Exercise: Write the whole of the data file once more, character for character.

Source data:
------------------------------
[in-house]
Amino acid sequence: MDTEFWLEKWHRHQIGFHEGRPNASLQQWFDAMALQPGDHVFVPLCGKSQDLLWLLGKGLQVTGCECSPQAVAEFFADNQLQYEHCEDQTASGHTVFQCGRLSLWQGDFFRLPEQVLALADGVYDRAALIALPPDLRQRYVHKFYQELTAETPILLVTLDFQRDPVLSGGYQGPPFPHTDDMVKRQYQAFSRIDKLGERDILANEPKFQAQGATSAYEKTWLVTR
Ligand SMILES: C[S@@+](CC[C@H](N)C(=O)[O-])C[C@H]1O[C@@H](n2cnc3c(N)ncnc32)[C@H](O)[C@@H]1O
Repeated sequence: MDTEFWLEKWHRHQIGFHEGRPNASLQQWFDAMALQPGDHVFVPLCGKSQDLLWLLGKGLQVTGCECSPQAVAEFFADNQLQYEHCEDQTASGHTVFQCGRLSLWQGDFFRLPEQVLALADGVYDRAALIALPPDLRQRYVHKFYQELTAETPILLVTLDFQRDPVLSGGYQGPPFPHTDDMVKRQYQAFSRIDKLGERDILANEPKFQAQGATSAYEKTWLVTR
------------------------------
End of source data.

[in-house]
Amino acid sequence: MDTEFWLEKWHRHQIGFHEGRPNASLQQWFDAMALQPGDHVFVPLCGKSQDLLWLLGKGLQVTGCECSPQAVAEFFADNQLQYEHCEDQTASGHTVFQCGRLSLWQGDFFRLPEQVLALADGVYDRAALIALPPDLRQRYVHKFYQELTAETPILLVTLDFQRDPVLSGGYQGPPFPHTDDMVKRQYQAFSRIDKLGERDILANEPKFQAQGATSAYEKTWLVTR
Ligand SMILES: C[S@@+](CC[C@H](N)C(=O)[O-])C[C@H]1O[C@@H](n2cnc3c(N)ncnc32)[C@H](O)[C@@H]1O
Repeated sequence: MDTEFWLEKWHRHQIGFHEGRPNASLQQWFDAMALQPGDHVFVPLCGKSQDLLWLLGKGLQVTGCECSPQAVAEFFADNQLQYEHCEDQTASGHTVFQCGRLSLWQGDFFRLPEQVLALADGVYDRAALIALPPDLRQRYVHKFYQELTAETPILLVTLDFQRDPVLSGGYQGPPFPHTDDMVKRQYQAFSRIDKLGERDILANEPKFQAQGATSAYEKTWLVTR